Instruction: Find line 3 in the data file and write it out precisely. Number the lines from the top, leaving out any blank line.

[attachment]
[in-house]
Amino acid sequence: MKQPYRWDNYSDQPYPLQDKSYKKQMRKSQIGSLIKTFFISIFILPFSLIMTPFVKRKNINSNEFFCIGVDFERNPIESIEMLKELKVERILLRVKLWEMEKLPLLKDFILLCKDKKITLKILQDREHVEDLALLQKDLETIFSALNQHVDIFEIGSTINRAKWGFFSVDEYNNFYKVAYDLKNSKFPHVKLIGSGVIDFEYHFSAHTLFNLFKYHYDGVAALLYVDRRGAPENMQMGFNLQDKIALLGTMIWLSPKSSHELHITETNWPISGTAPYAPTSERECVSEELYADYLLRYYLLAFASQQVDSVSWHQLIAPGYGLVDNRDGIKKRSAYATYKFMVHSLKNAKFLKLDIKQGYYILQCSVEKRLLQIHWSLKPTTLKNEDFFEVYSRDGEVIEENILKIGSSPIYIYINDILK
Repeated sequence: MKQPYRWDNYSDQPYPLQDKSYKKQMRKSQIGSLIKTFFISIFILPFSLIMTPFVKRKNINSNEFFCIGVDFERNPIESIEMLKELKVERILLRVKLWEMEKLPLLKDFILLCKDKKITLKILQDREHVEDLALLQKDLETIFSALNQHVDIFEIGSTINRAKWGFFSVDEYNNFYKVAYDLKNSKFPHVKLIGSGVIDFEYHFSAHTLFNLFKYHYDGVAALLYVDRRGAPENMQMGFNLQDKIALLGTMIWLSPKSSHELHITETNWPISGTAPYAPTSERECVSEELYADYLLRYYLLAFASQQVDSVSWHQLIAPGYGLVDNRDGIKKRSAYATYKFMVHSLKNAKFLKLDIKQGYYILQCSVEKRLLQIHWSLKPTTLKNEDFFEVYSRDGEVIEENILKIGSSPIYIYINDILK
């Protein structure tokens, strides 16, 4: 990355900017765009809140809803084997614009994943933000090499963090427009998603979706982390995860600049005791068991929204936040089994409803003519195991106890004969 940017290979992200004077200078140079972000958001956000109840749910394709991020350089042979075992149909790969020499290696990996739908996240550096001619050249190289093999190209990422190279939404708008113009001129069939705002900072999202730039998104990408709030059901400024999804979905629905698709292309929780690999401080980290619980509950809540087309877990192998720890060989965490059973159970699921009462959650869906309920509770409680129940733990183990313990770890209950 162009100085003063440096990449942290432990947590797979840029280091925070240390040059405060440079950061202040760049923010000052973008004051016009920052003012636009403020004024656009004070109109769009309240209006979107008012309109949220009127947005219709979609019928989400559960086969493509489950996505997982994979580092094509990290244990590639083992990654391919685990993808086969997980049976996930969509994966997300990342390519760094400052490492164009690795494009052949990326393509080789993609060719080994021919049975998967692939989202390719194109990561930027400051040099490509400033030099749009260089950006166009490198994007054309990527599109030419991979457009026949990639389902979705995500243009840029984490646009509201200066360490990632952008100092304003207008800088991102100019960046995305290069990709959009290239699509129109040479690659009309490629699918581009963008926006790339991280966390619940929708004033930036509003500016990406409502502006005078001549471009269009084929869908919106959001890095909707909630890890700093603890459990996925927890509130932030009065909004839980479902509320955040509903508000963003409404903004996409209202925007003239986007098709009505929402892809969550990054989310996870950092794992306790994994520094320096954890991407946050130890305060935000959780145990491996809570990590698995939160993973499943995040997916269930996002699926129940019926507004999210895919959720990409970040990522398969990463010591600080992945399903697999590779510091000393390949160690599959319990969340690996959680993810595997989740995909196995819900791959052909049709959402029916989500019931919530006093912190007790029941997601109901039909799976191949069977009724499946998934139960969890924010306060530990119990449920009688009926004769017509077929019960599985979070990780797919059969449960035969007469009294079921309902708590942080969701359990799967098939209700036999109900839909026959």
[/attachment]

Repeated sequence: MKQPYRWDNYSDQPYPLQDKSYKKQMRKSQIGSLIKTFFISIFILPFSLIMTPFVKRKNINSNEFFCIGVDFERNPIESIEMLKELKVERILLRVKLWEMEKLPLLKDFILLCKDKKITLKILQDREHVEDLALLQKDLETIFSALNQHVDIFEIGSTINRAKWGFFSVDEYNNFYKVAYDLKNSKFPHVKLIGSGVIDFEYHFSAHTLFNLFKYHYDGVAALLYVDRRGAPENMQMGFNLQDKIALLGTMIWLSPKSSHELHITETNWPISGTAPYAPTSERECVSEELYADYLLRYYLLAFASQQVDSVSWHQLIAPGYGLVDNRDGIKKRSAYATYKFMVHSLKNAKFLKLDIKQGYYILQCSVEKRLLQIHWSLKPTTLKNEDFFEVYSRDGEVIEENILKIGSSPIYIYINDILK